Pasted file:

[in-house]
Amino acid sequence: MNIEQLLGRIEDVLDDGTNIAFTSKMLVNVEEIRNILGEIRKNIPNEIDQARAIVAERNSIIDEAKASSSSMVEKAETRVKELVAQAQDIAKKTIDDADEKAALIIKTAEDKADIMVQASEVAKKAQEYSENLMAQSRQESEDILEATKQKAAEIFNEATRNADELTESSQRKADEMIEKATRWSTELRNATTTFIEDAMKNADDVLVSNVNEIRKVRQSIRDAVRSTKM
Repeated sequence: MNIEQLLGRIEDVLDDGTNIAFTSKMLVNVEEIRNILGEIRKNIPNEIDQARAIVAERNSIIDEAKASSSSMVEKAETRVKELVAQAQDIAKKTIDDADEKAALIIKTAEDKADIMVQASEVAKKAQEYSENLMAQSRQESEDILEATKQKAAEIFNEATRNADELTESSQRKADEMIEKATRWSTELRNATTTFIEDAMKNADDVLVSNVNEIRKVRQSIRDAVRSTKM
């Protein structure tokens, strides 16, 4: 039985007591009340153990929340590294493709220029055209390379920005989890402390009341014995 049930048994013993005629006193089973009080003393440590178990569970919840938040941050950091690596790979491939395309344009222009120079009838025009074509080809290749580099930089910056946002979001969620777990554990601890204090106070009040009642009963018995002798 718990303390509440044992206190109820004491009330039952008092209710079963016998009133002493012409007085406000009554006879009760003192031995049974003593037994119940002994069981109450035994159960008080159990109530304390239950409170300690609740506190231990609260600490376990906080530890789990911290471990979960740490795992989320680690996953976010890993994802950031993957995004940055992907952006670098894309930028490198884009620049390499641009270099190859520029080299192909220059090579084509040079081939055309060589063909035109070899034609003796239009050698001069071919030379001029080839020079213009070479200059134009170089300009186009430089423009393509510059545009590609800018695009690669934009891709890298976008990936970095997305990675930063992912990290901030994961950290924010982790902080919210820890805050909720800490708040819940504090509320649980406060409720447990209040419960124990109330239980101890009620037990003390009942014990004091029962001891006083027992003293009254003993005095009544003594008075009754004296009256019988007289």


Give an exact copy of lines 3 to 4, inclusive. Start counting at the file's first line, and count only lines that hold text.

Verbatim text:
Repeated sequence: MNIEQLLGRIEDVLDDGTNIAFTSKMLVNVEEIRNILGEIRKNIPNEIDQARAIVAERNSIIDEAKASSSSMVEKAETRVKELVAQAQDIAKKTIDDADEKAALIIKTAEDKADIMVQASEVAKKAQEYSENLMAQSRQESEDILEATKQKAAEIFNEATRNADELTESSQRKADEMIEKATRWSTELRNATTTFIEDAMKNADDVLVSNVNEIRKVRQSIRDAVRSTKM
């Protein structure tokens, strides 16, 4: 039985007591009340153990929340590294493709220029055209390379920005989890402390009341014995 049930048994013993005629006193089973009080003393440590178990569970919840938040941050950091690596790979491939395309344009222009120079009838025009074509080809290749580099930089910056946002979001969620777990554990601890204090106070009040009642009963018995002798 718990303390509440044992206190109820004491009330039952008092209710079963016998009133002493012409007085406000009554006879009760003192031995049974003593037994119940002994069981109450035994159960008080159990109530304390239950409170300690609740506190231990609260600490376990906080530890789990911290471990979960740490795992989320680690996953976010890993994802950031993957995004940055992907952006670098894309930028490198884009620049390499641009270099190859520029080299192909220059090579084509040079081939055309060589063909035109070899034609003796239009050698001069071919030379001029080839020079213009070479200059134009170089300009186009430089423009393509510059545009590609800018695009690669934009891709890298976008990936970095997305990675930063992912990290901030994961950290924010982790902080919210820890805050909720800490708040819940504090509320649980406060409720447990209040419960124990109330239980101890009620037990003390009942014990004091029962001891006083027992003293009254003993005095009544003594008075009754004296009256019988007289």